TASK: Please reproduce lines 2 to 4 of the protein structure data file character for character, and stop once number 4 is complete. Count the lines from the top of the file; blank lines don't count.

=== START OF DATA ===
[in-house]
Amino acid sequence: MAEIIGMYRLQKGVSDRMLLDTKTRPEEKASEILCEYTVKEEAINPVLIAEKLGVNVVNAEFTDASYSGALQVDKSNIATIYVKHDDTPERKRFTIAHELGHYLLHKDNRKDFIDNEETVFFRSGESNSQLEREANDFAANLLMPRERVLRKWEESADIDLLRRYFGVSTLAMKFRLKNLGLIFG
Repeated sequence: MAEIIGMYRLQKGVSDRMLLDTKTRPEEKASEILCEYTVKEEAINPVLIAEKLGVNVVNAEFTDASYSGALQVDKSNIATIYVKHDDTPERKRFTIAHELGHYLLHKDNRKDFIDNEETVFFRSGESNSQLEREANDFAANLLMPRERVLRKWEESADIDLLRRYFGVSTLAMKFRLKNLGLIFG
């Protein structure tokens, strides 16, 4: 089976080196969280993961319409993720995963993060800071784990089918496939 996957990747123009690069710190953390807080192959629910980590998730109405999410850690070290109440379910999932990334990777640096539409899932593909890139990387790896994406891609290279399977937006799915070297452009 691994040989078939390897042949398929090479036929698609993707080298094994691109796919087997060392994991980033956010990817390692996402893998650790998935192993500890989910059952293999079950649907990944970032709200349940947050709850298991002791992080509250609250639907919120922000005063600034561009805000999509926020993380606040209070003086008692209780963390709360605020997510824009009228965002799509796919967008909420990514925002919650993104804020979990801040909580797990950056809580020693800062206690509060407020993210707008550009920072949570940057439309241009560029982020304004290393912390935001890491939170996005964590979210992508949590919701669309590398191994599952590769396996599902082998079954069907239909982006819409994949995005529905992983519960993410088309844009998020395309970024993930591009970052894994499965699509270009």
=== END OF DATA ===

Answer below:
Amino acid sequence: MAEIIGMYRLQKGVSDRMLLDTKTRPEEKASEILCEYTVKEEAINPVLIAEKLGVNVVNAEFTDASYSGALQVDKSNIATIYVKHDDTPERKRFTIAHELGHYLLHKDNRKDFIDNEETVFFRSGESNSQLEREANDFAANLLMPRERVLRKWEESADIDLLRRYFGVSTLAMKFRLKNLGLIFG
Repeated sequence: MAEIIGMYRLQKGVSDRMLLDTKTRPEEKASEILCEYTVKEEAINPVLIAEKLGVNVVNAEFTDASYSGALQVDKSNIATIYVKHDDTPERKRFTIAHELGHYLLHKDNRKDFIDNEETVFFRSGESNSQLEREANDFAANLLMPRERVLRKWEESADIDLLRRYFGVSTLAMKFRLKNLGLIFG
């Protein structure tokens, strides 16, 4: 089976080196969280993961319409993720995963993060800071784990089918496939 996957990747123009690069710190953390807080192959629910980590998730109405999410850690070290109440379910999932990334990777640096539409899932593909890139990387790896994406891609290279399977937006799915070297452009 691994040989078939390897042949398929090479036929698609993707080298094994691109796919087997060392994991980033956010990817390692996402893998650790998935192993500890989910059952293999079950649907990944970032709200349940947050709850298991002791992080509250609250639907919120922000005063600034561009805000999509926020993380606040209070003086008692209780963390709360605020997510824009009228965002799509796919967008909420990514925002919650993104804020979990801040909580797990950056809580020693800062206690509060407020993210707008550009920072949570940057439309241009560029982020304004290393912390935001890491939170996005964590979210992508949590919701669309590398191994599952590769396996599902082998079954069907239909982006819409994949995005529905992983519960993410088309844009998020395309970024993930591009970052894994499965699509270009």